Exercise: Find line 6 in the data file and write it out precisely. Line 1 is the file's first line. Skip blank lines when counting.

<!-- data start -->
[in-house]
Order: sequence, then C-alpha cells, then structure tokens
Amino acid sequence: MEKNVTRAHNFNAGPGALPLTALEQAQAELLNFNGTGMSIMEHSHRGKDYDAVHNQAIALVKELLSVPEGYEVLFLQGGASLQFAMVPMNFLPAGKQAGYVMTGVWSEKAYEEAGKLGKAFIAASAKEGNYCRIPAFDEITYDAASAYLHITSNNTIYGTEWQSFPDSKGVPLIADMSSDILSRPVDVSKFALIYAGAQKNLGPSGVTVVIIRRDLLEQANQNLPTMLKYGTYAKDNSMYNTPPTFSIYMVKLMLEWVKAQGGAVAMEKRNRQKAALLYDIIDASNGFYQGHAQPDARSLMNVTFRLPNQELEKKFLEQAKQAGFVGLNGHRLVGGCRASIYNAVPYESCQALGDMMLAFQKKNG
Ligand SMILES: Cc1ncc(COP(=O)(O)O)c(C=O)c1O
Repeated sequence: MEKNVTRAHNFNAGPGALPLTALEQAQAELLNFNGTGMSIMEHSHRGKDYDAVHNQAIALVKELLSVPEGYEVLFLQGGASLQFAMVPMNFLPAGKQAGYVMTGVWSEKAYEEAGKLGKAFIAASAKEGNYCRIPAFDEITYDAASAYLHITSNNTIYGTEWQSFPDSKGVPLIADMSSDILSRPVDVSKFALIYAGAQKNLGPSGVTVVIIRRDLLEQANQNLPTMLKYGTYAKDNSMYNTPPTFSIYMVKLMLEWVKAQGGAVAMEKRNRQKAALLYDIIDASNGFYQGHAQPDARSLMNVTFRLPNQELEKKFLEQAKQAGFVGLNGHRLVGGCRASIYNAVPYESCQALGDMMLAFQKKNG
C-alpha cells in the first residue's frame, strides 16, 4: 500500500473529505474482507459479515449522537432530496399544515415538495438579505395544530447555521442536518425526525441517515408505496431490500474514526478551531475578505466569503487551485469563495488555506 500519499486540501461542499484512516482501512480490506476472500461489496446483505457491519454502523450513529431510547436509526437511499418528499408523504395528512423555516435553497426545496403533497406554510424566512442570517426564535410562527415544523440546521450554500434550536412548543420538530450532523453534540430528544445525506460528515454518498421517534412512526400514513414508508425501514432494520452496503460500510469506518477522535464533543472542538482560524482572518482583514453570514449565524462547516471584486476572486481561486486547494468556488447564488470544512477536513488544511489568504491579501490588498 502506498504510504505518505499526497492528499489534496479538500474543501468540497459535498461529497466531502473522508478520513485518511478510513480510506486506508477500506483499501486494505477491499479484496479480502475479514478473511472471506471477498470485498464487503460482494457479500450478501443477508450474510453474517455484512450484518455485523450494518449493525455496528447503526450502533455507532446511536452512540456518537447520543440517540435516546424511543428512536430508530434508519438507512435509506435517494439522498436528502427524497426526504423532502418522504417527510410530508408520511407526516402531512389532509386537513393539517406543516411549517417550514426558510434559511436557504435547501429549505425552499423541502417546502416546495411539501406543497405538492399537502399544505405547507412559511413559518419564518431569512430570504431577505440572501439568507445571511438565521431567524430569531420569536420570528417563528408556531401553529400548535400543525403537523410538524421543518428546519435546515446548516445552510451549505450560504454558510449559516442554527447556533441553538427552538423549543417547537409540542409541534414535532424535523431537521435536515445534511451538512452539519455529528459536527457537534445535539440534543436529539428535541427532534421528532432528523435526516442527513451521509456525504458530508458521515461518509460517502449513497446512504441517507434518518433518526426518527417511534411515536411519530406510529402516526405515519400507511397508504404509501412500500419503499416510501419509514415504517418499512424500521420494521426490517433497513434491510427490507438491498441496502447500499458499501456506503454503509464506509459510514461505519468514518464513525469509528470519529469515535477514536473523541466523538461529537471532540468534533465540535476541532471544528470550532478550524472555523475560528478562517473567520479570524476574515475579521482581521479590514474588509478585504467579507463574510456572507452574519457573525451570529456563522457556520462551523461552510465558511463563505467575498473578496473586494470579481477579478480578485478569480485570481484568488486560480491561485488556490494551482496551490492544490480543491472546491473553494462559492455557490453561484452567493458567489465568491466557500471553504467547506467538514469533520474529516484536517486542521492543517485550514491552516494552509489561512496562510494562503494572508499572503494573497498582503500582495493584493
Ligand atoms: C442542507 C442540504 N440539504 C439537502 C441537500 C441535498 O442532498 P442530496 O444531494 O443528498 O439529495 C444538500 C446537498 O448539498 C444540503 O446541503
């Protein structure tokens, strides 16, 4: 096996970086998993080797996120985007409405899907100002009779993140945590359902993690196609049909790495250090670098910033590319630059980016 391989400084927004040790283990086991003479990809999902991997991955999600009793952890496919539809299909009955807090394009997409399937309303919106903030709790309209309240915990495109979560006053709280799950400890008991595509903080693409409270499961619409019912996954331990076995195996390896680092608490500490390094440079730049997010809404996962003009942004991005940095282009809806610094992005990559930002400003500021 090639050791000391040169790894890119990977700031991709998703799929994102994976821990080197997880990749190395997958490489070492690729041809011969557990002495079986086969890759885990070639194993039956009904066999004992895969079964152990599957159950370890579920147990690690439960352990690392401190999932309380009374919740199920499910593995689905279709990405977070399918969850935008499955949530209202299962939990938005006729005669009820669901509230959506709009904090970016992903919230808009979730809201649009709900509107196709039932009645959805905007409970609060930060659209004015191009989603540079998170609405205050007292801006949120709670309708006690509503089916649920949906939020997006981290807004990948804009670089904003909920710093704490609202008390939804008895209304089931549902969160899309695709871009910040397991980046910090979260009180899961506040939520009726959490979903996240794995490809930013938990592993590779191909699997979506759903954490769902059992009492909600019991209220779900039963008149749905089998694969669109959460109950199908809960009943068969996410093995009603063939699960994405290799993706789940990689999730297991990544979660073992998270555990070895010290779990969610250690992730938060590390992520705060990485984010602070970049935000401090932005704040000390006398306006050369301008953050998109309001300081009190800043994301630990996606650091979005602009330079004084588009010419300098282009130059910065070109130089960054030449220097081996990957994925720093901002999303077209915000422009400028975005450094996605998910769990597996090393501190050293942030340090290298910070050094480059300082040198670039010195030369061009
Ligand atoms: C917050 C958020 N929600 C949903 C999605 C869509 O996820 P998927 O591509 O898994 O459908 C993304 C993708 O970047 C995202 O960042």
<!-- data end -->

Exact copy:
C-alpha cells in the first residue's frame, strides 16, 4: 500500500473529505474482507459479515449522537432530496399544515415538495438579505395544530447555521442536518425526525441517515408505496431490500474514526478551531475578505466569503487551485469563495488555506 500519499486540501461542499484512516482501512480490506476472500461489496446483505457491519454502523450513529431510547436509526437511499418528499408523504395528512423555516435553497426545496403533497406554510424566512442570517426564535410562527415544523440546521450554500434550536412548543420538530450532523453534540430528544445525506460528515454518498421517534412512526400514513414508508425501514432494520452496503460500510469506518477522535464533543472542538482560524482572518482583514453570514449565524462547516471584486476572486481561486486547494468556488447564488470544512477536513488544511489568504491579501490588498 502506498504510504505518505499526497492528499489534496479538500474543501468540497459535498461529497466531502473522508478520513485518511478510513480510506486506508477500506483499501486494505477491499479484496479480502475479514478473511472471506471477498470485498464487503460482494457479500450478501443477508450474510453474517455484512450484518455485523450494518449493525455496528447503526450502533455507532446511536452512540456518537447520543440517540435516546424511543428512536430508530434508519438507512435509506435517494439522498436528502427524497426526504423532502418522504417527510410530508408520511407526516402531512389532509386537513393539517406543516411549517417550514426558510434559511436557504435547501429549505425552499423541502417546502416546495411539501406543497405538492399537502399544505405547507412559511413559518419564518431569512430570504431577505440572501439568507445571511438565521431567524430569531420569536420570528417563528408556531401553529400548535400543525403537523410538524421543518428546519435546515446548516445552510451549505450560504454558510449559516442554527447556533441553538427552538423549543417547537409540542409541534414535532424535523431537521435536515445534511451538512452539519455529528459536527457537534445535539440534543436529539428535541427532534421528532432528523435526516442527513451521509456525504458530508458521515461518509460517502449513497446512504441517507434518518433518526426518527417511534411515536411519530406510529402516526405515519400507511397508504404509501412500500419503499416510501419509514415504517418499512424500521420494521426490517433497513434491510427490507438491498441496502447500499458499501456506503454503509464506509459510514461505519468514518464513525469509528470519529469515535477514536473523541466523538461529537471532540468534533465540535476541532471544528470550532478550524472555523475560528478562517473567520479570524476574515475579521482581521479590514474588509478585504467579507463574510456572507452574519457573525451570529456563522457556520462551523461552510465558511463563505467575498473578496473586494470579481477579478480578485478569480485570481484568488486560480491561485488556490494551482496551490492544490480543491472546491473553494462559492455557490453561484452567493458567489465568491466557500471553504467547506467538514469533520474529516484536517486542521492543517485550514491552516494552509489561512496562510494562503494572508499572503494573497498582503500582495493584493